When we agreed with the owners to take this place that we’d previously rented during holidays in June and September, both nice warm months, we were warned by our neighbour, Marie, who we know from those holidays, that it wasn’t very warm or well insulated and that winters here could be pretty hard. We shrugged off her concerns, naturally; we’re pretty resilient types, used to winter camping trips in the UK and also used to some pretty grim weather in our damp old house near Manchester. This is France, right, so how bad can it be? As it turns out, with a few creative modifications we’re perfectly comfortable and we’re also learning a heck of a lot that’s useful when we are looking a houses. So what have we done and why – and what does this teach us?
First up, the drafts. The building we’re in is a “renovated” barn along on old, narrow street. Luckily one side faces South, so on sunny days we benefit from the winter sun warming the wall and the roof, which means we don’t need to light the fire, even on cold days (as long as there’s sun, of course.) The downside is that whoever fixed the walls probably did it during warmer months and didn’t do a great job so when we light the fire in the evening and the air temperature inside rises inside, cold air comes pouring in through every available crack and crevice, of which there are many – some more severe than others. Our first hack involved stuffing cracks in the render with tissue paper, which is very rough and ready but works pretty well – and is great fun for DD too. Once it got colder, around mid November, we took down the thin summer curtains and replaced them with thicker, heavier ones, meaning that the room we sleep (which is the main room with the woodburner) keeps the heat better. Now, because some pretty cold weather is forecast in the next week or two, we’ve upped our game, so now the arch between the kitchen and our bed/main-room now looks like this:
We’ve also had to hack the woodburner. This place only got a woodburner a few weeks into our extended stay. I think it was early October. The owners decided to put one in primarily to make winter rentals possible but, like all “good” landlords, they didn’t want to spend much money, so we have the pleasure of spending winter warmed by the Panadero Gothic 2, now out of stock but originally purchased from Mr. Bricolage for less than 200 euros. And what a billy bargain it has turned out to be. Not. I mean, seriously. The first or second fire we had caused the door to buckle, making it now impossible to fully choke down. Consequently the fire goes out usually some time between 4 and 5am every night because burns through the wood too quickly. As any wood stove aficionado knows, airflow management is the key to a successful burn. We figure we’re getting through about 25% more wood than we need to because it is burning so fast all the time. And of course there’s the waking up cold at 5am thing. James has managed to hack the stove, improving this slightly, by stuffing the gaps and cracks with foil. It’s not pretty but it works.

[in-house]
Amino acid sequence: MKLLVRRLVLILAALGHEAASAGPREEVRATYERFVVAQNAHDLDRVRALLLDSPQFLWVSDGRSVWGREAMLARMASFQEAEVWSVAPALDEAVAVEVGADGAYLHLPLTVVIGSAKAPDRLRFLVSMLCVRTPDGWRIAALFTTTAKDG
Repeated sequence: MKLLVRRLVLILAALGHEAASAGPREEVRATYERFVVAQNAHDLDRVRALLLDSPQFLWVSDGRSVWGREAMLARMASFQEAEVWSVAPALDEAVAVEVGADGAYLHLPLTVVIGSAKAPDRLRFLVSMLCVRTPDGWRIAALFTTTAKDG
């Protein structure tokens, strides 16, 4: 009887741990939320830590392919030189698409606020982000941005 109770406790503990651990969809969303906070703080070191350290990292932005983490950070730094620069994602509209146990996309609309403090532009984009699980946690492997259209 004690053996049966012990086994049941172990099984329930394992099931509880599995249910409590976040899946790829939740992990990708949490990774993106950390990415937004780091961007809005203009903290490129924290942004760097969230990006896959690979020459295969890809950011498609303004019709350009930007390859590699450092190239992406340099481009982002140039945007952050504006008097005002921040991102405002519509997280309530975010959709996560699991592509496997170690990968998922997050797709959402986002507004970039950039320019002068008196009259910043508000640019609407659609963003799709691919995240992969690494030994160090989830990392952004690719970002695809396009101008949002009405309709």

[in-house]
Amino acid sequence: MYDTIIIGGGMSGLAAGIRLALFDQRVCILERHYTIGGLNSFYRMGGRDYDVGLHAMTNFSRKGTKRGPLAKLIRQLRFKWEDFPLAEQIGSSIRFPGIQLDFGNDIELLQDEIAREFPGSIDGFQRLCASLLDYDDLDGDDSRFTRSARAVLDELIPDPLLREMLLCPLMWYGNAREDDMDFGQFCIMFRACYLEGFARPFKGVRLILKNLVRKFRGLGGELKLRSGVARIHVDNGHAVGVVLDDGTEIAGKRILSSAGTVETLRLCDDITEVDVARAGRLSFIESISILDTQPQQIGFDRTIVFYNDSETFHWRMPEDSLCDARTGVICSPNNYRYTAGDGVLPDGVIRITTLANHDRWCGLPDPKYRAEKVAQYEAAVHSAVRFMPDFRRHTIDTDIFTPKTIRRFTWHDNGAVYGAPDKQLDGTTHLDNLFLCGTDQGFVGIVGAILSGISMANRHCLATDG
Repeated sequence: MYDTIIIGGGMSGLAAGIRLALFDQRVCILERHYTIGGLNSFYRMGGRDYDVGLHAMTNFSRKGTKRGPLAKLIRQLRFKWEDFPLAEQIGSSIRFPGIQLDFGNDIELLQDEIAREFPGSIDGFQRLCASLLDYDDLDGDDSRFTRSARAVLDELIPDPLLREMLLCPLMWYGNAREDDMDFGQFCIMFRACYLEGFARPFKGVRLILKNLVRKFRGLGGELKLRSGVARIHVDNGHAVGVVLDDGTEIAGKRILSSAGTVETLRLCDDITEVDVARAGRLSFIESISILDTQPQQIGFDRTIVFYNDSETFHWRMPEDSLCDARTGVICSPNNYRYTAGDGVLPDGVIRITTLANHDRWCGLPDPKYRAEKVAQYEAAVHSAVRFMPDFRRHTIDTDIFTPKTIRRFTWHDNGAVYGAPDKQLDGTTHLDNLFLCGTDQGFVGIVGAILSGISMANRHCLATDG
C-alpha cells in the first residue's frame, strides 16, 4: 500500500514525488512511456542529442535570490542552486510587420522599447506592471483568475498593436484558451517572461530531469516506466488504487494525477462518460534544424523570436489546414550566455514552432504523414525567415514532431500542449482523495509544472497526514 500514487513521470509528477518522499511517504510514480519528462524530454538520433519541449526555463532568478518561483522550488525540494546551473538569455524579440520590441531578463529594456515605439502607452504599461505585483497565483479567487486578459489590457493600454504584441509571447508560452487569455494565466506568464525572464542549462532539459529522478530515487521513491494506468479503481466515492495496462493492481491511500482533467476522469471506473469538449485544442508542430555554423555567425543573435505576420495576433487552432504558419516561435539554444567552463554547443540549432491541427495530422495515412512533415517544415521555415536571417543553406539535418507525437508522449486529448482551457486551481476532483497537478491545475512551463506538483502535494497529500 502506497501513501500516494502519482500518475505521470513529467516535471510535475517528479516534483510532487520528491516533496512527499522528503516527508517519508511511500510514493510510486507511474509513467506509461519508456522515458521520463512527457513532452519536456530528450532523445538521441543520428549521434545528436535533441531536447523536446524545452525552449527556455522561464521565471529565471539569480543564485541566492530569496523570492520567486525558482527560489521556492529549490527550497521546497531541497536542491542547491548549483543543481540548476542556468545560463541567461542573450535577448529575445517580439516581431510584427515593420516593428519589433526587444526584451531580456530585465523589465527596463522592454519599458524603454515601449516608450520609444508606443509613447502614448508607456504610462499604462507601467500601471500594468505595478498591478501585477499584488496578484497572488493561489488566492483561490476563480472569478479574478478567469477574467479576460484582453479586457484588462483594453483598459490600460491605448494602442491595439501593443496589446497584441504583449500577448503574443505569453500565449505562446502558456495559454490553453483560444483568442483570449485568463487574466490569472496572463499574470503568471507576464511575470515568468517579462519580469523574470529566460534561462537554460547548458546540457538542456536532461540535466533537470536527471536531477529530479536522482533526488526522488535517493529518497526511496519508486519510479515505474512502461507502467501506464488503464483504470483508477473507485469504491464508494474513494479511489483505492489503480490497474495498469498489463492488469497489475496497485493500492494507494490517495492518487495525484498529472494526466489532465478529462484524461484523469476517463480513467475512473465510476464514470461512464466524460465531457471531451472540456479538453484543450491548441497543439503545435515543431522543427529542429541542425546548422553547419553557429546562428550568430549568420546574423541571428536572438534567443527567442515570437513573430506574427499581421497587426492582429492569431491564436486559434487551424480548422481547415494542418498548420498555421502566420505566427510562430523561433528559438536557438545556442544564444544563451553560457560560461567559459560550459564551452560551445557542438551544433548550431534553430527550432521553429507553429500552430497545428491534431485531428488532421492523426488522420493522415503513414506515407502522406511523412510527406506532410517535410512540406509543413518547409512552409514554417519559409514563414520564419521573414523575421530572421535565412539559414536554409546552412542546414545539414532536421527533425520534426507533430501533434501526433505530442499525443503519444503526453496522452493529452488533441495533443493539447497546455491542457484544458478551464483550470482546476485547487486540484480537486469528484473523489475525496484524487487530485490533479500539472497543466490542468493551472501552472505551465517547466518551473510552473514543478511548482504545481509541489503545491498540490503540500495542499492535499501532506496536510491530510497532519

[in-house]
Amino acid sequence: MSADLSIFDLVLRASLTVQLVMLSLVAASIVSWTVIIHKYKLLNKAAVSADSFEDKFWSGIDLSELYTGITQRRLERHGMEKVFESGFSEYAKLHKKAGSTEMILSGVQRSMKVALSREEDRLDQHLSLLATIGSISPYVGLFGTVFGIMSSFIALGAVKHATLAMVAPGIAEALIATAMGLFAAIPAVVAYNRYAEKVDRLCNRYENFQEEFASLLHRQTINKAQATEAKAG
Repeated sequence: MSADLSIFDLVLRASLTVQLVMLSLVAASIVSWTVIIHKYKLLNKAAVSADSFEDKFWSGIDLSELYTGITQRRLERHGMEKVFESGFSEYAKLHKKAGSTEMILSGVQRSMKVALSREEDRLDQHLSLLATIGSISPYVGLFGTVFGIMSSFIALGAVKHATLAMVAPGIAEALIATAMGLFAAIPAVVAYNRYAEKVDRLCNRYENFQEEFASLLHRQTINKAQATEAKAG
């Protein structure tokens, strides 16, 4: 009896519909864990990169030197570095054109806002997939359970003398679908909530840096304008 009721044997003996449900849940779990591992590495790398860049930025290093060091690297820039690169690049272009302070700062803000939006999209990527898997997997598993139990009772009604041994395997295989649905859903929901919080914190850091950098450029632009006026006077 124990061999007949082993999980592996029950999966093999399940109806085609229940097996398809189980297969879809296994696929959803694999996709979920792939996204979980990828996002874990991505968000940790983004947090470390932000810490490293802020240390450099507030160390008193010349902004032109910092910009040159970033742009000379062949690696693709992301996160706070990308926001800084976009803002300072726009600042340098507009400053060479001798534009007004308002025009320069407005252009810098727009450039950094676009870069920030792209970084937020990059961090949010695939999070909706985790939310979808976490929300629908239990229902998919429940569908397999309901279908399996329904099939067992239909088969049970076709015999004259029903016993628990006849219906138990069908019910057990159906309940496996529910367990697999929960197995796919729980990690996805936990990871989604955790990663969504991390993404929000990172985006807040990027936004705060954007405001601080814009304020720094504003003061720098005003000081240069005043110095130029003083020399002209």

Then then are the handles. That’s the handle for the door and the knob that is used for the vent. You’d think it would be a good idea to equip a wood burning stove with handles made out of a heat resistant material but no, not the bottom of the range Panadero Gothic. This meant that they too suffered in the heat, breaking into pieces within the first week or two of usage. Brilliant. James fixed them with wood glue but now that’s given way too. Perhaps there was a label somewhere saying that this particular model is for decorative purposes only but it was in French so the owners missed it? That would make more sense of why anyone would buy this. It does look okay, I suppose. But at least with the hacks, which you can see in the picture over on my other post about the rainy day, it is functioning. Thank goodness for aluminium foil!